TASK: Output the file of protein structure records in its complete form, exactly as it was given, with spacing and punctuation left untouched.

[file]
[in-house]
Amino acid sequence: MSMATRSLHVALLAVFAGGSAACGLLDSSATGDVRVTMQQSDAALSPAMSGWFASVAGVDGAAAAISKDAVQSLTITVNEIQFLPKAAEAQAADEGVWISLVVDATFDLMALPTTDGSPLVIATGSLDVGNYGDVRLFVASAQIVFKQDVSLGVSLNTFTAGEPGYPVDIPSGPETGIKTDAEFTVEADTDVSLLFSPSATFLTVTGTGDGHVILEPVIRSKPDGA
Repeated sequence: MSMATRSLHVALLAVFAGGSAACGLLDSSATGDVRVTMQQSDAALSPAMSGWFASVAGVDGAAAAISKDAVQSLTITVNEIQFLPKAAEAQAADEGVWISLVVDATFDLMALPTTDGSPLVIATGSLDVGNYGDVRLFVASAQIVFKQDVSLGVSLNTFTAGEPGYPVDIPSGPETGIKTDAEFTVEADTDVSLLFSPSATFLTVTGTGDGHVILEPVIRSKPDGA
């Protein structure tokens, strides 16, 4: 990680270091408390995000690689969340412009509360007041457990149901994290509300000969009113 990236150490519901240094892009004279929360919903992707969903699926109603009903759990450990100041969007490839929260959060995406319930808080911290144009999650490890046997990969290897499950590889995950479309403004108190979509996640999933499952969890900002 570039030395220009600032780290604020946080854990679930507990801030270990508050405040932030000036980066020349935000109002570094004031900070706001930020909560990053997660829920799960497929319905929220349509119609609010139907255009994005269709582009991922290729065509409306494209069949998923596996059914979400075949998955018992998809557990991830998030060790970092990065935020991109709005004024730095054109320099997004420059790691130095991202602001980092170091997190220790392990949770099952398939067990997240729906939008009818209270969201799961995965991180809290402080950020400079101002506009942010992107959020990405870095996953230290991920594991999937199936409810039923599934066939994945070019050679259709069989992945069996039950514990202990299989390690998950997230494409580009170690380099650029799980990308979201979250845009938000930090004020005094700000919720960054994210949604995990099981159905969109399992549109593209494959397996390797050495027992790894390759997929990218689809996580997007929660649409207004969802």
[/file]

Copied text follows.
[in-house]
Amino acid sequence: MSMATRSLHVALLAVFAGGSAACGLLDSSATGDVRVTMQQSDAALSPAMSGWFASVAGVDGAAAAISKDAVQSLTITVNEIQFLPKAAEAQAADEGVWISLVVDATFDLMALPTTDGSPLVIATGSLDVGNYGDVRLFVASAQIVFKQDVSLGVSLNTFTAGEPGYPVDIPSGPETGIKTDAEFTVEADTDVSLLFSPSATFLTVTGTGDGHVILEPVIRSKPDGA
Repeated sequence: MSMATRSLHVALLAVFAGGSAACGLLDSSATGDVRVTMQQSDAALSPAMSGWFASVAGVDGAAAAISKDAVQSLTITVNEIQFLPKAAEAQAADEGVWISLVVDATFDLMALPTTDGSPLVIATGSLDVGNYGDVRLFVASAQIVFKQDVSLGVSLNTFTAGEPGYPVDIPSGPETGIKTDAEFTVEADTDVSLLFSPSATFLTVTGTGDGHVILEPVIRSKPDGA
């Protein structure tokens, strides 16, 4: 990680270091408390995000690689969340412009509360007041457990149901994290509300000969009113 990236150490519901240094892009004279929360919903992707969903699926109603009903759990450990100041969007490839929260959060995406319930808080911290144009999650490890046997990969290897499950590889995950479309403004108190979509996640999933499952969890900002 570039030395220009600032780290604020946080854990679930507990801030270990508050405040932030000036980066020349935000109002570094004031900070706001930020909560990053997660829920799960497929319905929220349509119609609010139907255009994005269709582009991922290729065509409306494209069949998923596996059914979400075949998955018992998809557990991830998030060790970092990065935020991109709005004024730095054109320099997004420059790691130095991202602001980092170091997190220790392990949770099952398939067990997240729906939008009818209270969201799961995965991180809290402080950020400079101002506009942010992107959020990405870095996953230290991920594991999937199936409810039923599934066939994945070019050679259709069989992945069996039950514990202990299989390690998950997230494409580009170690380099650029799980990308979201979250845009938000930090004020005094700000919720960054994210949604995990099981159905969109399992549109593209494959397996390797050495027992790894390759997929990218689809996580997007929660649409207004969802």